During the 1950’s when roads were much quieter we would occasionally cycle up to West Grinstead railway station where one of my predecessors served as stationmaster there in the 1880’s. Rather than returning on the busier road we would drop down to pick up the B2135 to Partridge Green and on to Shoreham.
The first part of the route took us past the catholic church ‘Shrine of Our Lady of Consolation’ at West Grinstead, resting place of the much loved Sussex writer and historian Hilaire Belloc and his wife, then continued along a pretty, meandering switchback of a road with occasional views in the distance to the South Downs.
On under the old railway bridge that once carried the wonderful, variously named ‘Horsham Puffer/Flyer,’ ‘Steyning Stinker’ etc., steam train on the Shoreham to Horsham branch line. Many still fondly remember the engines that once hissed, puffed and wheezed through the glorious wealden countryside pulling, sometimes pushing, little more than one or two ancient, creaking victorian carriages wrapped in their own personal cloud of steam and smoke.
Just past the bridge on the roadside of the quaintly named Needs Hill is a cross-shaped stone monument that during one ride we took the time to stop and look more closely. I remember there was an inscription that seemed to suggest a horse riding accident in Victorian times but the passing of the years has blurred any further recollection of names and dates.
Occasional pilgrimages to the station in the meantime have witnessed its closure and gradual deterioration although the decayed and overgrown state of the place still managed to convey an almost haunting appeal. Eventually though, even this disappeared when most everything was torn down and removed leaving just the station house as a reminder of the area’s earlier purpose in life. The stone too seemed to have been constantly under threat of obscurity from the surrounding undergrowth. Somehow it had fought off the tendrils of nature to keep its message alive – albeit with a little help from the Council’s regular roadside maintenance!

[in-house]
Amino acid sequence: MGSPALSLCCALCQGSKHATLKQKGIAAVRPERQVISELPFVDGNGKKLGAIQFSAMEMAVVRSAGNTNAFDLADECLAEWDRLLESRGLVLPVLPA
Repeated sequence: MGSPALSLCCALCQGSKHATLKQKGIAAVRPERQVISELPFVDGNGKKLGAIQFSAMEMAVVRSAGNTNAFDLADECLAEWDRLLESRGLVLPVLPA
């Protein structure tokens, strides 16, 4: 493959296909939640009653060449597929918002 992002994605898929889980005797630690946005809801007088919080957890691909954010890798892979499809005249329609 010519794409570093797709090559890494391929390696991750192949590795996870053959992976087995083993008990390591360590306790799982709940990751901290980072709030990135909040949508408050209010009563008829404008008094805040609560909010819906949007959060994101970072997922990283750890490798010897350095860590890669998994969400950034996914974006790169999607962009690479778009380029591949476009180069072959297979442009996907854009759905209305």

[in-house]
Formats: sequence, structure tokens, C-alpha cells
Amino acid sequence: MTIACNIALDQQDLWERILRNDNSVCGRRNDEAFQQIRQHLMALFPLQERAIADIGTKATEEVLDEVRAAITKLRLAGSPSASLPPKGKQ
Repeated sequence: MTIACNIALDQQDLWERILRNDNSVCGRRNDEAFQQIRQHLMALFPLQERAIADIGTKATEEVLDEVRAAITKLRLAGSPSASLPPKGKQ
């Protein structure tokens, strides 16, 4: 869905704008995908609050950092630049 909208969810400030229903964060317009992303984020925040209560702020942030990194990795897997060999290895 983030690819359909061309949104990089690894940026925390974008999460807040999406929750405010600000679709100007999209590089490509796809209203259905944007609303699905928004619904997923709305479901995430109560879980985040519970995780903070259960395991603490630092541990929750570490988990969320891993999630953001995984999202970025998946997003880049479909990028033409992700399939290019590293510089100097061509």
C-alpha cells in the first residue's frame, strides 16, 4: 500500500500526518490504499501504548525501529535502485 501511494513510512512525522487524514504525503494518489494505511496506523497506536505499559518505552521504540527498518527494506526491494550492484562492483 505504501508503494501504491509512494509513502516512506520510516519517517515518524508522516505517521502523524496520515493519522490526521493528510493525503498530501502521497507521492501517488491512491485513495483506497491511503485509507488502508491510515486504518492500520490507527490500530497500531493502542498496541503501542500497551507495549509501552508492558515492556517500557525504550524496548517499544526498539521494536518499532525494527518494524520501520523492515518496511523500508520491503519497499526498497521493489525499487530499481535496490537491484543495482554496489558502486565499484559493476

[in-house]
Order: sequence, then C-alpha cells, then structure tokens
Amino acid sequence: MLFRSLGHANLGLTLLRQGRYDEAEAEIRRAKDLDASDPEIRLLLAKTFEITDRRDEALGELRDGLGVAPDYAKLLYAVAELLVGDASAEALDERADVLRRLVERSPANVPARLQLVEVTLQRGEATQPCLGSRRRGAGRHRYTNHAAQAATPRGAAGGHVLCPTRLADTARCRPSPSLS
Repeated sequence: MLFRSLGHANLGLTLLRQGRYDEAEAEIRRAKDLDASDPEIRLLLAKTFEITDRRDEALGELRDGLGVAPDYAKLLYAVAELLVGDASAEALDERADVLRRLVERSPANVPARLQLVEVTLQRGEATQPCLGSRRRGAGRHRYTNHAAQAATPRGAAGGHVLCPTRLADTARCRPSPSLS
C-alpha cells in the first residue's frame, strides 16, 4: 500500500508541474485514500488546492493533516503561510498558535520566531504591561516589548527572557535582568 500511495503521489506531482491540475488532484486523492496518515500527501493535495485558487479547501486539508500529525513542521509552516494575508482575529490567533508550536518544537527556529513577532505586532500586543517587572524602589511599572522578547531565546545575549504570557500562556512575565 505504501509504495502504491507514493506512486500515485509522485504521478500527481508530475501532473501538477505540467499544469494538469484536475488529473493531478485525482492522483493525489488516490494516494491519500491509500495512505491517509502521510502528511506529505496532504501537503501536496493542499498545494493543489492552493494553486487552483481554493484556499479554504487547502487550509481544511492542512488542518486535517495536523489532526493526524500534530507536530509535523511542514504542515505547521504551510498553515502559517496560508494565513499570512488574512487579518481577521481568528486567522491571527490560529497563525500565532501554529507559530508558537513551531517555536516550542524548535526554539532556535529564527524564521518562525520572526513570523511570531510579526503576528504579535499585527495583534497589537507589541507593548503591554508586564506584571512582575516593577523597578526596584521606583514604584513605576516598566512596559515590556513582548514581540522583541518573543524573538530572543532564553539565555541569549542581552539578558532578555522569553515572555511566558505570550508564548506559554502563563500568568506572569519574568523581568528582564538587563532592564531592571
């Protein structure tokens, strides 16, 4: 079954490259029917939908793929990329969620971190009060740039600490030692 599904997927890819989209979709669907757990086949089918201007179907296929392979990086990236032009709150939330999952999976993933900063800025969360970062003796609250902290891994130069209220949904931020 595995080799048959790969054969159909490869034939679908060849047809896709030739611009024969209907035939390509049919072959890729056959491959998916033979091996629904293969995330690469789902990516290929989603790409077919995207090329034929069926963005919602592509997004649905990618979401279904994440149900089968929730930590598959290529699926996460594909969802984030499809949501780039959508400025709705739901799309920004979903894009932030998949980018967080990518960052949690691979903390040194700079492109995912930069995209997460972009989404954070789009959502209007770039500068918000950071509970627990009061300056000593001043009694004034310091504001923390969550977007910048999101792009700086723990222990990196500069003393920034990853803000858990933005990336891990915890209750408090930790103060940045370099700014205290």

Driving past that spot just recently we pulled over to remind ourselves of the inscription. The Maltese Cross-shaped head is centered with the Star of David, the inscription is chiseled into the body of the monument and reads:- “ERECTED IN LOVING MEMORY OF WHWR BURRELL SECOND SON OF SIR WW BURRELL BT WHO THROUGH AN ACCIDENT THAT BEFELL HIM AT THIS SPOT WAS CALLED TO THE PRESENCE OF HIS CREATOR 19 JULY 1883 AGE 26 YEARS. BE YE THEREFORE READY ALSO.”
Members of the Burrell family had represented Shoreham as MPs during the 19thcentury – was this the same family? Intrigued to find out more I was fortunate to make contact with Dorothy Banks of the West Grinstead Local History Group who kindly provided me with a copy of the research carried out some years before by local residents David and Marion Webb.
It transpired that twenty-six year old Walter Henry Wyndham Raymond Burrell had, at 7pm on that day, just finished playing in a cricket match at nearby Jolesfield Common, Partridge Green and was on his way home to the family seat at Knepp Castle. He must have been a fit young man as, in addition to the exertions of the day’s cricket, his chosen mode of conveyance was neither a horse nor pony and trap but a tricycle!
Further investigation by the Webbs unearthed a report of the subsequent inquest in the Horsham Advertiser of 21stJuly 1883 of which this is an extract:- “Edwin Jupp (one of the witnesses) found the deceased at the bottom of Needs Hill between 6 and 7 o’clock on Thursday last. The deceased was lying on the embankment at the side of the road and his cap was close to a post. The deceased was on the south side of the post from the railway bridge. The tricycle was a little away from him and he was foaming at the mouth.
Dr.Gravely, a duly qualified medical practitioner living at Cowfold said he was called to the deceased about 8 o’clock on last Thursday evening. He was entirely unconscious and he remained so until he died at 4.57 on Friday morning. Witness remained with the deceased until he died and in his opinion the cause of death was concussion of the brain. The doctor said that the deceased must have struck something very hard but could not have struck the ground first as there was no dirt on him.”
The jury returned a verdict in accordance with medical evidence and the deceased’s remains were interred in the family vault in the churchyard at Shipley.
Successive generations of the Burrell family had been Members of Parliament for Shoreham for 79 years and the name had, until recent years, been remembered through The Burrell Arms (now the Brio restaurant) near the station in Brunswick Road. As it turned out the deceased’s father was in fact Sir Walter Wyndham Burrell, Baronet, JP and High Sheriff of Sussex, the last of the Shoreham MP’s before the Borough, as it was then, was disenfranchised. He died in 1885 and only outlived his unfortunate son by a few years.
Roger Bateman ©
Shoreham by Sea